what you want to do. Be transparent enough, that you
can honestly see what is. There could be some other issue at play that
you have not considered; be open.
Yet it is a positive thing to simply realize you messed up and you
need to make it right.
Communicate Openly and Honestly with the Person
So when you go to that person, it is vitally important to limit your
comments and simply listen.
Ask the person for a special time to talk. Face to face, eyeball to
eyeball is best, but in the online world that is not always possible.
If it is give them a call and ask to meet over coffee one day.
If you are close enough to share on the phone; that would be 2nd best.
I cannot stress enough the fact that you need to hear their voice; and
they need to hear yours.
So you might start off emailing this person and asking them if perhaps
you could call them and ask what would be a convenient time, that you
want to make things right.
Once you have come together what do you say?
I would suggest that you tell them that you have come to the
realization that what you did was wrong and if possible you want to
make it right.
Describe the situation that occurred simply and honestly.
If you start making excuses, your apology is worthless. You have to
truly take ownership for what you did. If you start trying to shift
blame in any manner whatsoever, it’s never going to be resolved. You
are just making a bigger ass out of yourself.
To shift blame is communicating, that you are not really sorry; you
just want it to all go away. You don’t want to suffer any
embarrassment for what you did.
So I recommend that you say something like this:
If you deceived someone, consider saying something like this:
“I lied to you the other day when I said (such and such); I know it is
wrong to deceive you. I won’t do it again. I am asking that you please
Here are some other examples:
“What I did the other day, ridiculing you and calling you names, was not appropriate; what I did was not polite or courteous. I’m sorry.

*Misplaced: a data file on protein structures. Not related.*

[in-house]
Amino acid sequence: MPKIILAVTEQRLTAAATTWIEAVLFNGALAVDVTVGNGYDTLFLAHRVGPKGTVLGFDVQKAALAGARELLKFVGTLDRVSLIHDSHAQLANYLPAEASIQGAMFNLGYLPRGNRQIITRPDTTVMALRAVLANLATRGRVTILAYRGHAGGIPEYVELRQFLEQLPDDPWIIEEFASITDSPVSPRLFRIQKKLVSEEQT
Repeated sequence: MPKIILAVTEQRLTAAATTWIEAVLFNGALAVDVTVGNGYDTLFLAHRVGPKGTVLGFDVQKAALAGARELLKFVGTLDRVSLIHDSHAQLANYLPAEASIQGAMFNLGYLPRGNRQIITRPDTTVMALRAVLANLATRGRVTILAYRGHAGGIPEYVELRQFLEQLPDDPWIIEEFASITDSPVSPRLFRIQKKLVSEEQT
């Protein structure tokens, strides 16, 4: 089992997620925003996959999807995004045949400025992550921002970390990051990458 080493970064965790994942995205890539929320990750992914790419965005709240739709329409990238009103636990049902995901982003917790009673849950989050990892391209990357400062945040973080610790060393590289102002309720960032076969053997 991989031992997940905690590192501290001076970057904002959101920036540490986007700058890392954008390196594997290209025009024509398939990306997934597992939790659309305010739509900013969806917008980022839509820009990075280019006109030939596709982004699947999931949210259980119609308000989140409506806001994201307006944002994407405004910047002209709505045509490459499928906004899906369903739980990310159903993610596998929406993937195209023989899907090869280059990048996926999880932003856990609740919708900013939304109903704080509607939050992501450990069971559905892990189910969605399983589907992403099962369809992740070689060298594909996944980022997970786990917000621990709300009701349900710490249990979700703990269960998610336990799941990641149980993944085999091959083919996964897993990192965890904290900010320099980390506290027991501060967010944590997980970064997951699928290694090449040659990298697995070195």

For the person with anger of verbal abuse issue, perhaps you should
say something like this:
“I was very rude to you the other day when I said (such and such); I
was very wrong for saying what I said. It was rude and verbally
abusive. I’m going to see a counselor about dealing with my anger issues. ”
Next you need to listen. They may need to say some things you weren’t
expecting to hear. Don’t let it throw you. If your heart is honestly
in a place for reconciliation; your response should not be excuses,
but to include whatever in your apology.
You may need to ask:
“What do I need to do to make this right”? …and be willing to act accordingly.
Now, if you are the one who offended another, after you have made an honest apology, there is nothing you can do about this. It is up to the person who you offended to offer their forgiveness.
They may tell you to go take a hike. If that is the case and you have
done what you should have done in making an honest apology with no
excuses. It is no longer your problem, but theirs. If you however
attempted to cloak your apology with excuses or shifting the blame.
Then you deserve to be told to go take a hike.
In society when someone commits a crime, they are adjudicated guilty and they have to pay some price for their crime. It might be a fine or it might be time in jail.
When you harm someone in a human relationship, there can also
potentially be a price to pay. Alienation is probably what it will